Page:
Many GC and LC problems can be avoided with routine preventive maintenance. If you are seeking the cause of the chromatography problem, go step by step. Never make more changes in your instrument at the same time, otherwise you will never find, what caused the problem.
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Chromatography syringes are the finest quality precision fluid measuring devices available. With proper care and handling, syringes will provide unsurpassed performance in precision fluid measuring year after year. The life of your syringe is directly related to its cleanliness!
Some solvents, such as halogenated hydrocarbons, may attack and deteriorate the highly resistive adhesives (cements) used to affix needles and other terminations to Hamilton syringes, which may result in frozen plungers and plugged needles.
Cleaning Syringe Barrels
To clean Hamilton syringes, it is best to use solvents known to be effective in solvating the sample and preferably are non-alkaline, non-phosphate and non-detergent based. A biodegradable, non-phosphate, organic Cleaning Concentrate is available from Hamilton (ordering number 18311).
Rinse the syringe thoroughly after use with deionized water, acetone, or another solvent compatible with the sample. Allow the syringe to air dry. Avoid prolonged immersion of the syringe while cleaning.
MICROLITER™ Syringes (Series 600, 700, 800 and 900)
Rinse the syringe thoroughly with a solvent known to be effective in solvating the sample. Residual dissolved solids may result in frozen plungers and plugged needles.
To clean the plunger, remove it from the syringe barrel and gently wipe with a lint-free tissue. Reinsert the plunger into the barrel and pump deionized water, acetone or another solvent compatible with the sample through the needle and syringe. Allow syringe to air dry. When working with dissolved solids, storing the plunger outside of the syringe will reduce the possibility of frozen plunger.
GASTIGHT® Syringes (Series 1000, 1700 and 1800)
Rinse the syringe thoroughly with a solvent known to be effective in solvating the sample. Residual dissolve d solids may result in frozen plungers and plugged needles.
To clean the plunger, remove it from the syringe barrel and gently wipe with a lint-free tissue. Insert the plunger into the barrel and pump deionized water, acetone or another solvent compatible with the sample through the needle and syringe. Allow syringe to air dry. When working with dissolved solids, storing the plunger outside of the syringe will reduce the possibility of frozen plunger.
We recommend to store syringes in the original packaging. This with help to protect the syringe, and allows for easy identification. Remove product description label from the end of the box, and placing it to the outside packaging. This will make re-ordering the same syringe quick and easy.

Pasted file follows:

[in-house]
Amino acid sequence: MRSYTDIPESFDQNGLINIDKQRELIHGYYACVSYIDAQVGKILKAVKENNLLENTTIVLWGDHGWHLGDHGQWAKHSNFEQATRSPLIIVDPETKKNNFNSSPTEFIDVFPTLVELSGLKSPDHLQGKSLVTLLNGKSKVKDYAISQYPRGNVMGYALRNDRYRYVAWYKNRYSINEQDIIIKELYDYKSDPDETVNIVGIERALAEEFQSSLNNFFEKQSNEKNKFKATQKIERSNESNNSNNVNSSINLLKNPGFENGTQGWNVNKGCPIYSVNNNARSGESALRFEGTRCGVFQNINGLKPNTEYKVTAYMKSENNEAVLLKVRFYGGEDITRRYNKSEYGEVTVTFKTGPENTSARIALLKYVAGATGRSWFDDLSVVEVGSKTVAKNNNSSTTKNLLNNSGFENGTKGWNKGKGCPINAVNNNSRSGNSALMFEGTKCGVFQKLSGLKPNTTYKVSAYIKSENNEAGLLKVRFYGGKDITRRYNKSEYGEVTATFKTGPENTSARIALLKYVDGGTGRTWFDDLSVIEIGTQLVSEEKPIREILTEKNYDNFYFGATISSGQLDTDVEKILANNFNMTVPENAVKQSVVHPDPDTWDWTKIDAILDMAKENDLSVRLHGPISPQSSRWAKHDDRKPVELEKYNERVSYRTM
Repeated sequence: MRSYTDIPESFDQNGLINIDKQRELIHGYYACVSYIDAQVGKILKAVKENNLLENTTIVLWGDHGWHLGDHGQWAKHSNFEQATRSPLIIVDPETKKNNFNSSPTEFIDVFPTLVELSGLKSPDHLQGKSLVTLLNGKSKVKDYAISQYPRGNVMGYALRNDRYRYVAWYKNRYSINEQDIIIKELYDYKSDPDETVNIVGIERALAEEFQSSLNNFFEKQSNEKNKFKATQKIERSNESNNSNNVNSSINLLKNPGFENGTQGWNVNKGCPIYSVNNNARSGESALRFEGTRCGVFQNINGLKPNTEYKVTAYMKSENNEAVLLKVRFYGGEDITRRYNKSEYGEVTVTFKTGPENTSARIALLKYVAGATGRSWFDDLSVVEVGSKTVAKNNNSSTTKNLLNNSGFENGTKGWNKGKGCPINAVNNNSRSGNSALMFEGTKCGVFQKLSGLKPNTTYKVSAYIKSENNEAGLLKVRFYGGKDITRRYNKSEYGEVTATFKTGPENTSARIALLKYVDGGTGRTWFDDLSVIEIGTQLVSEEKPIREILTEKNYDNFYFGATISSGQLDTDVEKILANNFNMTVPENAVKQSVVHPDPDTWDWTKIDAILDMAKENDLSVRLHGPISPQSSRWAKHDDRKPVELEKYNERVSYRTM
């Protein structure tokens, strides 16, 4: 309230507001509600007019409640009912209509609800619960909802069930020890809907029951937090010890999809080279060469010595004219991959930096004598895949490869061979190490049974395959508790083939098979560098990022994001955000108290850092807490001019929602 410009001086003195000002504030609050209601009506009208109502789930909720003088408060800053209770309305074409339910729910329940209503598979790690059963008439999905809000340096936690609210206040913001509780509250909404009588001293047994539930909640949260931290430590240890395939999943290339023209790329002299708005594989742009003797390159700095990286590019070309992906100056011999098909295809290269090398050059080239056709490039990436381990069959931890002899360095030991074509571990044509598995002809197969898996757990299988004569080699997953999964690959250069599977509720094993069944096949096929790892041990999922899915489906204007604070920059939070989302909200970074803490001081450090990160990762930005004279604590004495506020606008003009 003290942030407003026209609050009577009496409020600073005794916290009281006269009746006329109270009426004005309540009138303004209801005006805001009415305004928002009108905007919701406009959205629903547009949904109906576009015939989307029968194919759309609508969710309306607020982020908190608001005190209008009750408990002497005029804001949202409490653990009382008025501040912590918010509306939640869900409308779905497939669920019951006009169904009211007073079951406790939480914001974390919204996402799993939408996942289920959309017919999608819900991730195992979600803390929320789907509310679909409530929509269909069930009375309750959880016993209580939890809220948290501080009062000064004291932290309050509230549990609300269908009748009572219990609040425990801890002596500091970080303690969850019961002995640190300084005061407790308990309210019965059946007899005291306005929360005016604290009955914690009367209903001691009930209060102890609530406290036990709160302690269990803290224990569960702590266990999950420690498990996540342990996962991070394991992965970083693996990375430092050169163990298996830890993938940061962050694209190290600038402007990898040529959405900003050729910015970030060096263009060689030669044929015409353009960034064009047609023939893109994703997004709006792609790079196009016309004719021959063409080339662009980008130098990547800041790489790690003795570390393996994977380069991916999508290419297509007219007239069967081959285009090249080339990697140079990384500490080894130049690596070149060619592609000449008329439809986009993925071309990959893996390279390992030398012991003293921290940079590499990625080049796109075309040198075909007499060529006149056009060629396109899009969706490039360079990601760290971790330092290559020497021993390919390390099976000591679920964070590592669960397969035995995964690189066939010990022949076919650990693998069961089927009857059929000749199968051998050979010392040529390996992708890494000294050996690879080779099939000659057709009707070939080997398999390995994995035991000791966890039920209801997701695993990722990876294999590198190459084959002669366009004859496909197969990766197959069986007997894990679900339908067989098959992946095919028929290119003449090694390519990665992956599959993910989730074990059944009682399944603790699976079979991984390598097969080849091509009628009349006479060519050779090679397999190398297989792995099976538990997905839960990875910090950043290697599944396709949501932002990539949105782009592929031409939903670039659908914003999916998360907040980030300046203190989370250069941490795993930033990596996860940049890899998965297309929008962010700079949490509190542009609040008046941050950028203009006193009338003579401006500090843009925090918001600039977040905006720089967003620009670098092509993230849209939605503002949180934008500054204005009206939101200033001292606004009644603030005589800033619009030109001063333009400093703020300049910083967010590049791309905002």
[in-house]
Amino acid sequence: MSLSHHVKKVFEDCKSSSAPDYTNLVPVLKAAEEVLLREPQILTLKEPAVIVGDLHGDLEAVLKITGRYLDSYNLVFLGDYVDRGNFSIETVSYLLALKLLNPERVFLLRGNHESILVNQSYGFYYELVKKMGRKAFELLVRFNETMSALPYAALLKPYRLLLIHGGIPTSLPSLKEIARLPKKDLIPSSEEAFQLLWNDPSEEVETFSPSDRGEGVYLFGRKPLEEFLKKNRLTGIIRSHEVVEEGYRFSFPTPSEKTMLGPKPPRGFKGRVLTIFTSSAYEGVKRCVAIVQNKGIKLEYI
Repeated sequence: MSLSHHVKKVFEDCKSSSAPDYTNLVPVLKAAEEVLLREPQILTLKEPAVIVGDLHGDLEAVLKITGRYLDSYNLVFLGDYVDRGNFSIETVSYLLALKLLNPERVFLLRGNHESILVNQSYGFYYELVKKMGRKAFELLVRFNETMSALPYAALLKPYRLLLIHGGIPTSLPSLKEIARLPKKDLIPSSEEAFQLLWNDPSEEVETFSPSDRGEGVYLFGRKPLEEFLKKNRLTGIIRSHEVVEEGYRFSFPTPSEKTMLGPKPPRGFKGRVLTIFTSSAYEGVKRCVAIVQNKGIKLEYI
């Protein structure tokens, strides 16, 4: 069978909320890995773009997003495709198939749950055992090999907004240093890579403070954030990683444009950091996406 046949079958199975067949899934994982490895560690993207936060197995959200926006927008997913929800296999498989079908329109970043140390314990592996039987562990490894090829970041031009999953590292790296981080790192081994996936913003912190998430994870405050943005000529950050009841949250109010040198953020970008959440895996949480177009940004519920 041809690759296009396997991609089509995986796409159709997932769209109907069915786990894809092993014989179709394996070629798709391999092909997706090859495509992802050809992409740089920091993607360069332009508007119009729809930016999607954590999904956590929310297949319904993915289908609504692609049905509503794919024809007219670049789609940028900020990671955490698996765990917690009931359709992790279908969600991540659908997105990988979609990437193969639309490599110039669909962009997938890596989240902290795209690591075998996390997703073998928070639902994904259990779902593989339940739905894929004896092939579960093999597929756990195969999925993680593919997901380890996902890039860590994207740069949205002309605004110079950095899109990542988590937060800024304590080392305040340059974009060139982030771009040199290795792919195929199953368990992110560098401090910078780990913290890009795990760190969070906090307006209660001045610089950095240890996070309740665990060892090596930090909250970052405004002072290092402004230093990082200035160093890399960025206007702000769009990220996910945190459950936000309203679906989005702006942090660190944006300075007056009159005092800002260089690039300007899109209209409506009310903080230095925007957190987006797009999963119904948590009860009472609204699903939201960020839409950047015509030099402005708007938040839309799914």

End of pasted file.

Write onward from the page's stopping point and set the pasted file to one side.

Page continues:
In this section you will finde informations important in the area of thermal desorption. It is quite difficult analytical technique and these informations can help you with your work with it. If you do not find required information, do not hesitate to contact our specialists.
There are several critical characteristics that must be taken into consideration when selecting the appropriate organic solvent to use in the mobile phase with ChromShell® columns. Viscosity is one of the most important as high viscosity solvents may produce backpressures that are too high for the HPLC system used. Other important solvent characteristics include UV cutoff, cost and polarity index; where a solvent with a high UV cutoff will result in poor sensitivity with UV/Vis detection and use of high cost solvents will result in a poor laboratory that can't afford to buy new columns. Solvents with low polarity indices generally result in faster elution of organic compounds and are commonly used for column cleaning.
is arguably the best organic solvent as it results in the lowest system backpressure in water mixtures and also has a very low UV cutoff for better UV/Vis detection sensitivity. Although acetonitrile production is starting to increase with the turnaround of the economy, thus dropping cost, this still remains a major drawback of acetonitrile usage.
is another popular organic solvent as it is comparable in elution strength to acetonitrile, has a relatively low UV absorbance, and is significantly less expensive than acetonitrile. The major drawback of methanol, especially when used with small particle size HPLC columns, is that its use can result in backpressures that exceed many HPLC system limits.
is less commonly used as it has high UV absorbance, but can be used successfully if analytes absorb at higher UV wavelengths or if other detector types such as MS are used as it has similar elution properties to acetonitrile but is significantly less expensive.
is generally not recommended as it results in very high backpressures in water mixtures.